The contestants are allowed to access the Internet for the purposes
of downloading new versions/patches of software, and to access any
online resources that may be helpful, given the following restrictions:
The intent is to simulate the minimum time it would take an actual
user to secure her machine. Everything that the contestants access
must be easy to get to for everyone. Thus no use of bookmarks that contain
lists of patches/hotfixes/etc that must be downloaded are acceptable.
Only what is available to the average computer user is allowed. What
I'm trying to say here is no custom *anything*.
- Anything that is accessed is available to the entire world
without need of authentication, registration, IP restrictions, etc.
- Said information/software must be easy to find. Ideally, one
should be able to go to http://www.microsoft.com or http://www.debian.org and
click their way to the files/information without even entering a
- Hidden pages are not allowed.
- Hard-to-find pages are severely frowned upon.
- Pages that were made available specifically for this contest,
or seem tailored for this contest are forbidden.
So, what's appropriate downloadable content? A new hotfix that has been
released for IIS and is available from the Microsoft security
downloads section, for example, is completely fine. A hardening
program that is not 100% publicly available and easy to find is not.
What if Microsoft releases such a tool specifically in reaction to
this contest? That's great! I'd love for them to make stuff available
to make securing Windows easier. However they'd better keep it up
to date over time -- otherwise I will consider it unfair play, and not
beneficial to their users.
Respected and impartial judges from the Linux and Windows worlds will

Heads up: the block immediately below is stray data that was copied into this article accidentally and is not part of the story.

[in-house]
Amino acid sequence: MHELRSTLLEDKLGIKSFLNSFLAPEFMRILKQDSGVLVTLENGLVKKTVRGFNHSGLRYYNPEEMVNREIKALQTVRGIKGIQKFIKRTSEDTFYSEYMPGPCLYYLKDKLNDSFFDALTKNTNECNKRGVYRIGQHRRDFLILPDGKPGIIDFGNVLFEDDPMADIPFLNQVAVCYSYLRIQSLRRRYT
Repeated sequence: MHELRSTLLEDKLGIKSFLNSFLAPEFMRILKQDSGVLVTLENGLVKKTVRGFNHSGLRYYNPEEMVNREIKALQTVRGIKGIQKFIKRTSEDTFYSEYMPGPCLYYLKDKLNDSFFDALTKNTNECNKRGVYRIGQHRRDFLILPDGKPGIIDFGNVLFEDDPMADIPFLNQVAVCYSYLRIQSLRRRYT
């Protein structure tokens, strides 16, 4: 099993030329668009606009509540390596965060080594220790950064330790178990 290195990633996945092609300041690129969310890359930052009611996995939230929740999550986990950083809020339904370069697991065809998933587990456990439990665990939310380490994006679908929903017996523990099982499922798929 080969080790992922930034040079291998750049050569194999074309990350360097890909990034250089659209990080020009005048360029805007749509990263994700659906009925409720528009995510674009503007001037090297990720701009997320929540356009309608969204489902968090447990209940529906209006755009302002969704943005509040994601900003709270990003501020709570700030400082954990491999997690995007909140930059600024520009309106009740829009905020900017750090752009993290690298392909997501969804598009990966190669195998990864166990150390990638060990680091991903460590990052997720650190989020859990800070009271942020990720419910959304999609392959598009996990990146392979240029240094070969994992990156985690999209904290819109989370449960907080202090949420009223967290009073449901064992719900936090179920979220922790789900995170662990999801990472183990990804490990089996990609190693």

watch the process, keeping a log of what was done to the system. Afterwards
I'd like to see comparisons of some key statistics, such as:
- Overall time from start to finish.
- Time for initial installation.
- Time spent consulting security-related information, and list of sources.
- Time spent rebooting.
- Time spent 'doing something' vs waiting for downloads to complete.
- Time spent finding and selecting patches/service packs.
- Time the machine is vulnerable on the network.
- Number of patches required.
- Number of reboots required.
- Amount of install that must be completed at console,
and could not be done remotely.
- Software packages required, and total cost of the server setup
(software + configuration - hardware is irrelevant)
- Brief security history (latest vulnerabilities, and impact) of the
network-accessible software (web/dns/ftp/etc) installed.
My hope is to provide a side-by-side comparison to let us see the installation
and securing process of Linux and Windows machines. We should be able to
infer some best-practices for both worlds, and see where current systems
This is meant to be beneficial to both Linux and Windows
administrators. This is not about 'bragging rights'. Yes, I
do expect Linux will prove itself easier and quicker to secure, but
I hope to have some useful data that users and administrators can
use to secure their own machines and make informed choices.